Please use this identifier to cite or link to this item: http://hdl.handle.net/2440/62186
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Type: Journal article
Title: Evaluation of a large-scale quantitative respirator-fit testing program for healthcare workers: Survey results
Author: Wilkinson, I.
Pisaniello, D.
Ahmad, J.
Edwards, S.
Citation: Infection Control and Hospital Epidemiology, 2010; 31(9):918-925
Publisher: Slack Inc
Issue Date: 2010
ISSN: 0899-823X
1559-6834
Statement of
Responsibility: 
I.J. Wilkinson, D. Pisaniello, J. Ahmad, S. Edwards
Abstract: OBJECTIVE: To present the evaluation of a large-scale quantitative respirator-fit testing program. DESIGN: Concurrent questionnaire survey of fit testers and test subjects. SETTING: Ambulatory care, home nursing care, and acute care hospitals across South Australia. METHODS: Quantitative facial-fit testing was performed with TSI PortaCount instruments for healthcare workers (HCWs) who wore 5 different models of a disposable P2 (N95-equivalent) respirator. The questionnaire included questions about the HCW's age, sex, race, occupational category, main area of work, smoking status, facial characteristics, prior training and experience in use of respiratory masks, and number of attempts to obtain a respirator fit. RESULTS: A total of 6,160 HCWs were successfully fitted during the period from January through July 2007. Of the 4,472 HCWs who responded to the questionnaire and were successfully fitted, 3,707 (82.9%) were successfully fitted with the first tested respirator, 551 (12.3%) required testing with a second model, and 214 (4.8%) required 3 or more tests. We noted an increased pass rate on the first attempt over time. Asians (excluding those from South and Central Asia) had the highest failure rate (16.3% [45 of 276 Asian HCWs were unsuccessfully fitted]), and whites had the lowest (9.8% [426 of 4,338 white HCWs]). Race was highly correlated with facial shape. Among occupational groups, doctors had the highest failure rate (13.4% [81 of 604 doctors]), but they also had the highest proportion of Asians. Prior education and/or training in respirator use were not associated with a higher pass rate. CONCLUSIONS: Certain facial characteristics were associated with higher or lower pass rates with regard to fit testing, and fit testers were able to select a suitable respirator on the basis of a visual assessment in the majority of cases. For the fit tester, training and experience were important factors; however, for the HCW being fitted, prior experience in respirator use was not an important factor.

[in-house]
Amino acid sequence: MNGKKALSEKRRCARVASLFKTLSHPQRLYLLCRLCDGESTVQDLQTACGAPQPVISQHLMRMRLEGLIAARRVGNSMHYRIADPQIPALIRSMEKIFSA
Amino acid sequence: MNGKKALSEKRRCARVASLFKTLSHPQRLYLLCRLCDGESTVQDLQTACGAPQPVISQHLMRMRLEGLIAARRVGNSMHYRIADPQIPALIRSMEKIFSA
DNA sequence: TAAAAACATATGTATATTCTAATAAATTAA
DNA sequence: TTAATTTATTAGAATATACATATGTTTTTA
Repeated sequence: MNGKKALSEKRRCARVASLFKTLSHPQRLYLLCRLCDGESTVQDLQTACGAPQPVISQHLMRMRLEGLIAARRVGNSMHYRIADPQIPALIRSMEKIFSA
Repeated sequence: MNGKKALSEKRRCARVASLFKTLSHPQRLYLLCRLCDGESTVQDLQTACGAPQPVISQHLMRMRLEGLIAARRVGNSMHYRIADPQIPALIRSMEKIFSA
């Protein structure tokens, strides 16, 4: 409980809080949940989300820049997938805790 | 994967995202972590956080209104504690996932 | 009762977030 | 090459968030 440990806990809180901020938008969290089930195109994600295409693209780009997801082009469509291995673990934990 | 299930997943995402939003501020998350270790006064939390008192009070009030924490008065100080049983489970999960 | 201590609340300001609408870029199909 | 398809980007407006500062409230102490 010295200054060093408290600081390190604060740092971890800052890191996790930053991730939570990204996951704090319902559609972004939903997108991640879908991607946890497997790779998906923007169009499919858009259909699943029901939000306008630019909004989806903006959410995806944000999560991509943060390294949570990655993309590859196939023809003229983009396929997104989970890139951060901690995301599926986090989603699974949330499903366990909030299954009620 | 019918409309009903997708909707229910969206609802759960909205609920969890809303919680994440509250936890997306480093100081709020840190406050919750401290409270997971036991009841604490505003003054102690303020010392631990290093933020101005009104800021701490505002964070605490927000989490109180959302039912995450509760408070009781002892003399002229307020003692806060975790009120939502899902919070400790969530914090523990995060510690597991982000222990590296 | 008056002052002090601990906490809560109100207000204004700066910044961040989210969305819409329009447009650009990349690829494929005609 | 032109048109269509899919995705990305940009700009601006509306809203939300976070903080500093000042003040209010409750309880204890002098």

Keywords: Humans; Equipment Design; Equipment Failure Analysis; Respiratory Protective Devices; Inhalation Exposure; Occupational Exposure; Infection Control; Inservice Training; Adult; Middle Aged; Health Personnel; Australia; Female; Male; Surveys and Questionnaires
Rights: © 2010 by The Society for Healthcare Epidemiology of America. All rights reserved.
RMID: 0020100630
DOI: 10.1086/655460
Appears in Collections:Public Health publications

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